Unfortunately, I’m not fond of the main Windows Mixed Reality interface, which consists of a fancy cliffside house with screens plastered to the walls. (There’s also a more conventional pop-up menu.) It’s cute to see your apps in different “rooms,” but quickly gets annoying. And I don’t think seamless VR access to Windows desktop apps is much of an advantage right now, although it’s a nice option. Specific tasks like 3D modeling benefit from visual immersion, but otherwise, working in VR is an exercise in pointless misery. You can spread out lots of windows, but they’re grainy and eye-straining, even with the Odyssey’s 1440 x 1600 resolution per eye, which is significantly higher than the Rift’s or Vive’s. You’ve got a distracting weight on your forehead. You can’t see your mouse or keyboard. Designers are working to fix all these problems, but the technology just isn’t there yet.
And the Odyssey’s overall design is pretty mediocre. It’s better than, say, Acer’s flimsy-feeling Windows Mixed Reality headset. But the shiny front collects fingerprints, and the controllers’ black plastic looks and feels cheap. The whole headset is a hefty 645 grams, compared to around 470 grams for the Rift or Vive, and 610 grams for PlayStation VR. Its adjustable head ring looks a lot like the PlayStation VR’s, but it doesn’t feel as comfortable or well-balanced.
The Windows Mixed Reality controller design, meanwhile, feels paradoxically inadequate and overcomplicated. It takes some good cues from Oculus Touch, with two controllers that are molded for each hand, powered by removable batteries, and feature a front trigger and a secondary grip button. But besides a start and menu button, the only controls are a thumb stick and a trackpad, which sit right beside each other on each controller. You’re supposed to be able to click each corner of the trackpad, but it’s too small and mushy to do this consistently, so it’s only effective as a redundant analog stick.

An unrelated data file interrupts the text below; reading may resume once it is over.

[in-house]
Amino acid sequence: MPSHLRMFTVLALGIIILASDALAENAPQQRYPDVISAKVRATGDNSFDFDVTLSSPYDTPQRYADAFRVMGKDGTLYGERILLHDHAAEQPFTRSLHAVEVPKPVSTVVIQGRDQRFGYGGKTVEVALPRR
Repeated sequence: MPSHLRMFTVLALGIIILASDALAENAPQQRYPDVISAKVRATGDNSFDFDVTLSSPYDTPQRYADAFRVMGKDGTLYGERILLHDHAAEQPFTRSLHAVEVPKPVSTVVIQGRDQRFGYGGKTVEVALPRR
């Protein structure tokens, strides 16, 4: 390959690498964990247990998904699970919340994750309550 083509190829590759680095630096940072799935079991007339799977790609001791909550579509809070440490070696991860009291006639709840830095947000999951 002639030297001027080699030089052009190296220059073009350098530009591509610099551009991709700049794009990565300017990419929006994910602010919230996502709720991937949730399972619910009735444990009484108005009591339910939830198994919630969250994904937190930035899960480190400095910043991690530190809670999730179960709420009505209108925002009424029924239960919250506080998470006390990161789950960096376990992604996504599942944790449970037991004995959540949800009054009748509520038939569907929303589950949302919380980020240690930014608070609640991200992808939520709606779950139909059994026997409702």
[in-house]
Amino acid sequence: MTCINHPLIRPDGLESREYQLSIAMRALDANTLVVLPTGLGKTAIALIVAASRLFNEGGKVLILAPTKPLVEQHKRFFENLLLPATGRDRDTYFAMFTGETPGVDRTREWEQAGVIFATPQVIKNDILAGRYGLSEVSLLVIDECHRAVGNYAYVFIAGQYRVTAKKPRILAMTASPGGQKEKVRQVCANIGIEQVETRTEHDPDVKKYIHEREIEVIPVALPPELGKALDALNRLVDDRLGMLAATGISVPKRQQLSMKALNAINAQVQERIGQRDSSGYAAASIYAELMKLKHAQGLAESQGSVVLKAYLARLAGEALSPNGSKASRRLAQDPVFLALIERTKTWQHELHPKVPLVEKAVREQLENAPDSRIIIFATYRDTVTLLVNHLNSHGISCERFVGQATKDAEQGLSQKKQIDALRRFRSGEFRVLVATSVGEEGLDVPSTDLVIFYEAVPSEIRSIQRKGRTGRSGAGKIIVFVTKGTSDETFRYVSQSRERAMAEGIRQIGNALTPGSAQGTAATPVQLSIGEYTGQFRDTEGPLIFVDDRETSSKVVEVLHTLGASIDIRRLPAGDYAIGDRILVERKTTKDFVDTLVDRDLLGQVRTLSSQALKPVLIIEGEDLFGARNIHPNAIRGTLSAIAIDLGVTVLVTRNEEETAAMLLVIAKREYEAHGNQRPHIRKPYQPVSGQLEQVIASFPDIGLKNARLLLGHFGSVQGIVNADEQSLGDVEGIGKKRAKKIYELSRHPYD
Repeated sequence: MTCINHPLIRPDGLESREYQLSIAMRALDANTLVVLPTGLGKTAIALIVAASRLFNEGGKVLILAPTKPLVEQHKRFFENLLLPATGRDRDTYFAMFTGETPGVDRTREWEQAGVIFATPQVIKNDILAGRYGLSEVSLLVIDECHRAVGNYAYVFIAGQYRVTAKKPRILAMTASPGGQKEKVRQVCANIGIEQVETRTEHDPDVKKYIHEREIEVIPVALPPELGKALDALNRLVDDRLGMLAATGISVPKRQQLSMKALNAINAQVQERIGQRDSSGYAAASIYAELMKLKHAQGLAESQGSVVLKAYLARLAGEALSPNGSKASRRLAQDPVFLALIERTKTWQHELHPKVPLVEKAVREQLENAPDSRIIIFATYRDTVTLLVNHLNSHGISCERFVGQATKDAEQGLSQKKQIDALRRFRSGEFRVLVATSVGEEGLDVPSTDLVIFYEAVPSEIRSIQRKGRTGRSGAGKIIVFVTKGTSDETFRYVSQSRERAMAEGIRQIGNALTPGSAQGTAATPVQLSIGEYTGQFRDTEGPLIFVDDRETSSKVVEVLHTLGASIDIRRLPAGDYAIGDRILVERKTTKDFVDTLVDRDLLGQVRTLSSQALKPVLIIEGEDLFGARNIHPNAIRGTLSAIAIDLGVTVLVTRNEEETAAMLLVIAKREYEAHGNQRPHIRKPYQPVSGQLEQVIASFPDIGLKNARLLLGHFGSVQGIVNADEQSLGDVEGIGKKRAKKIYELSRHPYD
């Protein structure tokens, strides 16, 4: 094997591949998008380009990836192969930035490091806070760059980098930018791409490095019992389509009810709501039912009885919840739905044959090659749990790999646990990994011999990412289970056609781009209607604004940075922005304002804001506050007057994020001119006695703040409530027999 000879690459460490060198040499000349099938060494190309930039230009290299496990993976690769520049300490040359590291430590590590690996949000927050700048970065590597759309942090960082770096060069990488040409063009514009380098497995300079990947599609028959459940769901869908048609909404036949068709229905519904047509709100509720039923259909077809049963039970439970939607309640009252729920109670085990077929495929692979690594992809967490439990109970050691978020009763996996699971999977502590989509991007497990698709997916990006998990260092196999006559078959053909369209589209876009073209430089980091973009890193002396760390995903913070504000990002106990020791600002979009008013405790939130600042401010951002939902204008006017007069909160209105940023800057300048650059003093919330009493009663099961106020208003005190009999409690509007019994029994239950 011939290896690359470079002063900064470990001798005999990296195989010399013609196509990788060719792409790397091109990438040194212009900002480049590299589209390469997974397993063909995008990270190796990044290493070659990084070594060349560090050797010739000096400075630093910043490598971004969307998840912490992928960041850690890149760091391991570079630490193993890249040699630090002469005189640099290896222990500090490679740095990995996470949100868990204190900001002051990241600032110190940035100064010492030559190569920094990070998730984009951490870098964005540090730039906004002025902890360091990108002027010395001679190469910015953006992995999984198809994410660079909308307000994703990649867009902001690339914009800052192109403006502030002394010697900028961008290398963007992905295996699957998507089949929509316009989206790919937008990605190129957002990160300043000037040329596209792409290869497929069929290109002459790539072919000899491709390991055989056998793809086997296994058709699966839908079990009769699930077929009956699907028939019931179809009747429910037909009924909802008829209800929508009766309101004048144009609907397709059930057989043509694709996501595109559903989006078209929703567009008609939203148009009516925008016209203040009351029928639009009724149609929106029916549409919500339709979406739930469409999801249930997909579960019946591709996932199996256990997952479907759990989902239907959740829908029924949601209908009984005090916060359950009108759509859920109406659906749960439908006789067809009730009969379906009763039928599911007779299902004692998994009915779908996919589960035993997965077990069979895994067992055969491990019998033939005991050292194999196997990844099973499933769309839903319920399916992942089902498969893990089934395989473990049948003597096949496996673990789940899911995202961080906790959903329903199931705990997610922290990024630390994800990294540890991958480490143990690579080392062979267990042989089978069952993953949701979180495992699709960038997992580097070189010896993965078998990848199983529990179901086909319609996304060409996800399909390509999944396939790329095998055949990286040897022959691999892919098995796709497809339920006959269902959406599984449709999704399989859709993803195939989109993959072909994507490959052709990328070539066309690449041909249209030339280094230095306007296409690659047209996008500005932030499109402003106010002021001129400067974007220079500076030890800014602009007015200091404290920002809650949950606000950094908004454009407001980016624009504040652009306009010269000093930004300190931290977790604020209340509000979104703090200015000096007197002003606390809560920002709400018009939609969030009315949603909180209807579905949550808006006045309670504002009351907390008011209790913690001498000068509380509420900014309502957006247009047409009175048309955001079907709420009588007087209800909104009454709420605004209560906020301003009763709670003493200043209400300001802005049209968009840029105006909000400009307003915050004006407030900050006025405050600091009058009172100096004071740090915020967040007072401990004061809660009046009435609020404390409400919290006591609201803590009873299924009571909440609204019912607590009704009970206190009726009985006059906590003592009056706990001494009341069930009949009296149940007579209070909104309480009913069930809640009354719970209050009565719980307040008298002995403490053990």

Despite all this, the core VR experience is roughly as good as the Rift or Vive — and that’s really saying something. I used it to play Fallout 4 VR, and the experience was what I would have expected from any other high-end tethered headset, with a lot less headache. I did have to redraw the boundaries multiple times, because the furniture in my test room got significantly rearranged between sessions, but that only takes a minute or two. And while Windows Mixed Reality doesn’t have a lot of exciting exclusive content, it has something arguably better: support for SteamVR, which could make it a reasonable Vive substitute for casual users. (Sadly, it still doesn’t play Rift games.)
If you’re holding off on a tethered headset because they seem uncomfortable or don’t have enough content, the Odyssey won’t be a huge improvement. It’s supposed to work with more low-end computers than other tethered headsets, but individual VR experiences still have different requirements — if your PC can’t run a graphically demanding game well on a flat screen, the same will likely be true in VR. And if you’re invested in one platform already, Windows Mixed Reality may not add a lot. But the Odyssey suggests that you can cut out some of the most irritating, onerous parts of using a VR headset, without losing serious experience quality in the process. It’s not ushering in the next generation of VR headsets, but it makes that generation feel a lot closer — just in time for 2018.